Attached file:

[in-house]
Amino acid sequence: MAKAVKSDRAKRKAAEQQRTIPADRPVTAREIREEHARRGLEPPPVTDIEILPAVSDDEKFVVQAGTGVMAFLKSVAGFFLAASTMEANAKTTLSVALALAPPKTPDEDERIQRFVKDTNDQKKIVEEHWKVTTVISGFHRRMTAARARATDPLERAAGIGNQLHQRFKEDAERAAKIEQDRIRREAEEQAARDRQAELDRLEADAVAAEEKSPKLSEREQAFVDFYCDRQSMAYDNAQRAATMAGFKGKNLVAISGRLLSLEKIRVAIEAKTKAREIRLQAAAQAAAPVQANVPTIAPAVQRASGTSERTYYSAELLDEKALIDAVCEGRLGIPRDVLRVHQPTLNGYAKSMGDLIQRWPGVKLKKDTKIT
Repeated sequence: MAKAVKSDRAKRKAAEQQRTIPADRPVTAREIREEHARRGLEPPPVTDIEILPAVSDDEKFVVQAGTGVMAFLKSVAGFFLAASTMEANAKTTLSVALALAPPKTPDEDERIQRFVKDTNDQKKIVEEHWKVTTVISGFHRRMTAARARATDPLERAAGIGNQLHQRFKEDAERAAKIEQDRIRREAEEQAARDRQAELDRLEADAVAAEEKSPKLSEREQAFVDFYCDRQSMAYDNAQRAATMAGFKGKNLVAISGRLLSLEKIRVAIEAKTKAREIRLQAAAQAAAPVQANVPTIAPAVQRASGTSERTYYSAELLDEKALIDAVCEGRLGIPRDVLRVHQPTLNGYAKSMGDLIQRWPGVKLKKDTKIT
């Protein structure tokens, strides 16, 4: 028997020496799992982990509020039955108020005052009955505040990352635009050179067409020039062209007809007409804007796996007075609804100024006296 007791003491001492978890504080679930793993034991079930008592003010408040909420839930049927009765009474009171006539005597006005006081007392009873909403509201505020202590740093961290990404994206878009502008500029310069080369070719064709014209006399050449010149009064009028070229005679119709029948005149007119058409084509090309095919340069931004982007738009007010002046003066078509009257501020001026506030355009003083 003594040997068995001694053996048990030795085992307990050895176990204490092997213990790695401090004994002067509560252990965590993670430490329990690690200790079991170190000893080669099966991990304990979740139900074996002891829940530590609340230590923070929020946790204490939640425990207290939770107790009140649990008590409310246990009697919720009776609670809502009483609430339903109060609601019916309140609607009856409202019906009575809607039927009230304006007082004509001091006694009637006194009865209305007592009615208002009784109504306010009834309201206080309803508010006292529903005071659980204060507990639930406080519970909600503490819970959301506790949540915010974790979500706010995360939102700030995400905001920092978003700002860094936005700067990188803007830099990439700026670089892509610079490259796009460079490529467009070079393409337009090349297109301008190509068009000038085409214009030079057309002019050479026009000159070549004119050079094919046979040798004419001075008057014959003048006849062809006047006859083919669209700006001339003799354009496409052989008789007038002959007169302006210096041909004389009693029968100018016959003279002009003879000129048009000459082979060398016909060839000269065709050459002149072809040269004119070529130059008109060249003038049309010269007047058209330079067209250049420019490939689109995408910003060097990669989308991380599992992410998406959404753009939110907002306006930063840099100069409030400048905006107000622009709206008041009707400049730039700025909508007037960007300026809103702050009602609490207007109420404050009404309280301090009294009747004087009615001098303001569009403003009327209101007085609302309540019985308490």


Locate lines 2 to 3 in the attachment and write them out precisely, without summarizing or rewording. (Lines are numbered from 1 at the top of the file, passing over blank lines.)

Amino acid sequence: MAKAVKSDRAKRKAAEQQRTIPADRPVTAREIREEHARRGLEPPPVTDIEILPAVSDDEKFVVQAGTGVMAFLKSVAGFFLAASTMEANAKTTLSVALALAPPKTPDEDERIQRFVKDTNDQKKIVEEHWKVTTVISGFHRRMTAARARATDPLERAAGIGNQLHQRFKEDAERAAKIEQDRIRREAEEQAARDRQAELDRLEADAVAAEEKSPKLSEREQAFVDFYCDRQSMAYDNAQRAATMAGFKGKNLVAISGRLLSLEKIRVAIEAKTKAREIRLQAAAQAAAPVQANVPTIAPAVQRASGTSERTYYSAELLDEKALIDAVCEGRLGIPRDVLRVHQPTLNGYAKSMGDLIQRWPGVKLKKDTKIT
Repeated sequence: MAKAVKSDRAKRKAAEQQRTIPADRPVTAREIREEHARRGLEPPPVTDIEILPAVSDDEKFVVQAGTGVMAFLKSVAGFFLAASTMEANAKTTLSVALALAPPKTPDEDERIQRFVKDTNDQKKIVEEHWKVTTVISGFHRRMTAARARATDPLERAAGIGNQLHQRFKEDAERAAKIEQDRIRREAEEQAARDRQAELDRLEADAVAAEEKSPKLSEREQAFVDFYCDRQSMAYDNAQRAATMAGFKGKNLVAISGRLLSLEKIRVAIEAKTKAREIRLQAAAQAAAPVQANVPTIAPAVQRASGTSERTYYSAELLDEKALIDAVCEGRLGIPRDVLRVHQPTLNGYAKSMGDLIQRWPGVKLKKDTKIT